Dealing with Creative DOUBT
----- Original Message -----
...I'm at the point where nothing seems right. Everything I write down is cliche, badly written, and has bad pacing. Yet when I was younger I would turn out stories one right after the other like a non-stop machine. But now...thanks to all those instructors and classes, the creative edge is now limping along like a dog with only one leg.
...I don't have an agent or anything published in the first place. So that does paint an extra layer of doubt upon the situation.
...when I discuss this, usually I'm berated with people saying, "Stop being so emo." As if depression were something that one can simply switch on and off.
...I guess what I'm doing here is ... trying to find some kind of sign, revelation or clue that I'm not a bad writer or that I'm just another writing loser.
You're not a bad writer or a loser of any kind.
-- You're NORMAL.
The truth is all artists of every kind have to deal with Doubt, from the rank beginner to the professional. All of us, without exception.
The dividing line between an artist and a loser is actually simple; sheer, mule-headed, Stubbornness. Losers give up. Artists won't.
Those of us writers (and artists) that actually make it to publication are monumentally stubborn. We write / create in spite of being less than perfect, in spite of being depressed, or angry, or tired, or blind, or crippled...
The best of us, like Niel Gaimen, Stephen King, and Nora Roberts USE that doubt and stubbornness to improve our skills by refusing to settle for 'good enough'. We dig up every trick we can find and scribble our discoveries into notebooks, on notepads, (or into writing tips,) and Practice them in little stories (or fan-fiction,) until we can actually make use of them.
NO ONE is perfect, but that doesn't mean we can't tell a good story -- that we're not Artists.
Be stubborn. Seriously. It will carry you far further than anything else will -- even skill.
Think I'm kidding? Well then, how about hearing it from one of the pros?
A Pep Talk from Neil Gaiman
By now you're probably ready to give up. You're past that first fine furious rapture when every character and idea is new and entertaining. You're not yet at the momentous downhill slide to the end, when words and images tumble out of your head sometimes faster than you can get them down on paper. You're in the middle, a little past the half-way point. The glamour has faded, the magic has gone, your back hurts from all the typing, your family, friends and random email acquaintances have gone from being encouraging or at least accepting to now complaining that they never see you any more--and that even when they do you're preoccupied and no fun.
You don't know why you started your novel, you no longer remember why you imagined that anyone would want to read it, and you're pretty sure that even if you finish it it won't have been worth the time or energy and every time you stop long enough to compare it to the thing that you had in your head when you began---a glittering, brilliant, wonderful novel, in which every word spits fire and burns, a book as good or better than the best book you ever read---it falls so painfully short that you're pretty sure that it would be a mercy simply to delete the whole thing.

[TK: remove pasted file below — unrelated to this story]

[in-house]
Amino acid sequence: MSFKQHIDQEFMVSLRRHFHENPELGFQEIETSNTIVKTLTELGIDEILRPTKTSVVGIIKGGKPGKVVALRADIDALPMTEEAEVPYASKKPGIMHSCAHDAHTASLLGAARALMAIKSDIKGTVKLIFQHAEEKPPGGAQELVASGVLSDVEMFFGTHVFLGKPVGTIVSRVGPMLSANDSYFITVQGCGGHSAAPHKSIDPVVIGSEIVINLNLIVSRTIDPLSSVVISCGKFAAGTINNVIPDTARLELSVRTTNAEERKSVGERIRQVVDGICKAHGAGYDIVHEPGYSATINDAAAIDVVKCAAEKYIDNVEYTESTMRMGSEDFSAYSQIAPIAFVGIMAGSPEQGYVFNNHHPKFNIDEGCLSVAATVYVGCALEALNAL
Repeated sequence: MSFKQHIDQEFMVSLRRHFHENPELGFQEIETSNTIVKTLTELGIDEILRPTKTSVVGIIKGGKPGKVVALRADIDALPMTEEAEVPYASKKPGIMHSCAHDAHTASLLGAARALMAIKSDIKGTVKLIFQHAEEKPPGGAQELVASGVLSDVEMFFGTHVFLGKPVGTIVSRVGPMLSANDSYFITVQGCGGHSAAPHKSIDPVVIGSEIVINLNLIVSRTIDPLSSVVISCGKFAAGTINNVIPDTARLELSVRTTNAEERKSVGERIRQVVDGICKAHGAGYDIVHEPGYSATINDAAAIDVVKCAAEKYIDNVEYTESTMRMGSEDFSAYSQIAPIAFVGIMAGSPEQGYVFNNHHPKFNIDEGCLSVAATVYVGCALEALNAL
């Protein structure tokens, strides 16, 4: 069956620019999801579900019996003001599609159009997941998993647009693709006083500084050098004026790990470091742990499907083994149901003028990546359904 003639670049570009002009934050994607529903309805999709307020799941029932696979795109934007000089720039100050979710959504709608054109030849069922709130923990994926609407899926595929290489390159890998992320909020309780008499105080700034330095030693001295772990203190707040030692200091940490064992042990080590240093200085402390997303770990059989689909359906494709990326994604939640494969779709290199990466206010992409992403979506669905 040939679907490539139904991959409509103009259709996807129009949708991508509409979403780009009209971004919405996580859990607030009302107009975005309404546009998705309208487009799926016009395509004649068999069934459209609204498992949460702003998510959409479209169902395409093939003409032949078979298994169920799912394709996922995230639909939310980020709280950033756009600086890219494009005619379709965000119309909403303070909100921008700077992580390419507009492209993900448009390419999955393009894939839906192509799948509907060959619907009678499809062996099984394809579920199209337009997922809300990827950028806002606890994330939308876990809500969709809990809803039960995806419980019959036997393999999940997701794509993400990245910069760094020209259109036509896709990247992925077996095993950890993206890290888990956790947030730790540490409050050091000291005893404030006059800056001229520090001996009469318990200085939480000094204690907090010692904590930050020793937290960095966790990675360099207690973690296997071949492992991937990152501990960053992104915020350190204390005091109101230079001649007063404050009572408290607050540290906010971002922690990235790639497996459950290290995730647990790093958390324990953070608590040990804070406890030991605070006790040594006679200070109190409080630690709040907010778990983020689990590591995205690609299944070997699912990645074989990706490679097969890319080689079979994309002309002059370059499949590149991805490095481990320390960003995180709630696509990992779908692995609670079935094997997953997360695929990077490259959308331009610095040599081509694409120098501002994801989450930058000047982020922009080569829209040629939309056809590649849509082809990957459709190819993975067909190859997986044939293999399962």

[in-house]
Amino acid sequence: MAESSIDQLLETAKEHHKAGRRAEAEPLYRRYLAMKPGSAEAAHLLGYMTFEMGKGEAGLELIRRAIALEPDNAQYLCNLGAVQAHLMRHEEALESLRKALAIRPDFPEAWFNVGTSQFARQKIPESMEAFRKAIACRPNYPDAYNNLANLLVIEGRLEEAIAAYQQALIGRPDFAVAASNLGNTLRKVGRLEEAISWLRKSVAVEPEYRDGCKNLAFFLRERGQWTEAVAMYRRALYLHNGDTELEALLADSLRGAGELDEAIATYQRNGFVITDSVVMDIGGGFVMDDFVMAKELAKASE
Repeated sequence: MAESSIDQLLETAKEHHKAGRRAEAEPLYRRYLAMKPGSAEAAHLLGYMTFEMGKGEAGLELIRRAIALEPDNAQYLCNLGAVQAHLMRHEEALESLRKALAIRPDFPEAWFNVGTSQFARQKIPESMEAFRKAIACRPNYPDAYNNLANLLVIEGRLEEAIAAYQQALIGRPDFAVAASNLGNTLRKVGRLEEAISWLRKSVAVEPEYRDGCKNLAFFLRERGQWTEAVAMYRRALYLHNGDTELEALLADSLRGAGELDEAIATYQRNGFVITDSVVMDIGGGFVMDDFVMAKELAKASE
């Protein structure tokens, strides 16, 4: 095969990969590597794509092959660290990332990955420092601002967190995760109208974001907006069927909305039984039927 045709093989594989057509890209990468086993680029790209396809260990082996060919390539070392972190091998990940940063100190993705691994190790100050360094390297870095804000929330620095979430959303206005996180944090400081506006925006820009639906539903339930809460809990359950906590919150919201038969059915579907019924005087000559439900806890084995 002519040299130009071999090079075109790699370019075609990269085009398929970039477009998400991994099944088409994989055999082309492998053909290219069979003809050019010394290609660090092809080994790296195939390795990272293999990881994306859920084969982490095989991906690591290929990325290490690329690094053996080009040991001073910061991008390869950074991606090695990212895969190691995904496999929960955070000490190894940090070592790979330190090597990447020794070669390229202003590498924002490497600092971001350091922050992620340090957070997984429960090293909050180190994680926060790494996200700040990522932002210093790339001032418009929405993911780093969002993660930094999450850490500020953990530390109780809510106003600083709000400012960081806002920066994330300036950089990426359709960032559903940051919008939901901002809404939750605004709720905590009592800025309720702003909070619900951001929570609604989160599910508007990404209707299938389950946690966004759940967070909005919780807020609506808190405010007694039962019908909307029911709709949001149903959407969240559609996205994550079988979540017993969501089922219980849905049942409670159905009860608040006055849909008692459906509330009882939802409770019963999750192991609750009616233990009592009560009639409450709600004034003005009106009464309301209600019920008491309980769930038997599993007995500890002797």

Welcome to the club.
That's how novels get written.
You write. That's the hard bit that nobody sees. You write on the good days and you write on the lousy days. Like a shark, you have to keep moving forward or you die. Writing may or may not be your salvation; it might or might not be your destiny. But that does not matter. What matters right now are the words, one after another. Find the next word. Write it down. Repeat. Repeat. Repeat.
A dry-stone wall is a lovely thing when you see it bordering a field in the middle of nowhere but becomes more impressive when you realise that it was built without mortar, that the builder needed to choose each interlocking stone and fit it in. Writing is like building a wall. It's a continual search for the word that will fit in the text, in your mind, on the page. Plot and character and metaphor and style, all these become secondary to the words. The wall-builder erects her wall one rock at a time until she reaches the far end of the field. If she doesn't build it it won't be there. So she looks down at her pile of rocks, picks the one that looks like it will best suit her purpose, and puts it in.
The search for the word gets no easier, but nobody else is going to write your novel for you.
The last novel I wrote (it was ANANSI BOYS, in case you were wondering,) when I got three-quarters of the way through I called my agent. I told her how stupid I felt writing something no-one would ever want to read, how thin the characters were, how pointless the plot. I strongly suggested that I was ready to abandon this book and write something else instead, or perhaps I could abandon the book and take up a new life as a landscape gardener, bank-robber, short-order cook or marine biologist.
And instead of sympathizing or agreeing with me, or blasting me forward with a wave of enthusiasm--or even arguing with me--she simply said, suspiciously cheerfully, "Oh, you're at that part of the book, are you?"
I was shocked. "You mean I've done this before?"
"You don't remember?"
"Oh yes," she said. "You do this every time you write a novel. But so do all my other clients."
I didn't even get to feel unique in my despair.
So I put down the phone and drove down to the coffee house in which I was writing the book, filled my pen and carried on writing.
One word after another.
That's the only way that novels get written and, short of elves coming in the night and turning your jumbled notes into Chapter Nine, it's the only way to do it.
So keep on keeping on. Write another word and then another.
Pretty soon you'll be on the downward slide, and it's not impossible that soon you'll be at the end. Good luck...
Feel better now? I know I do.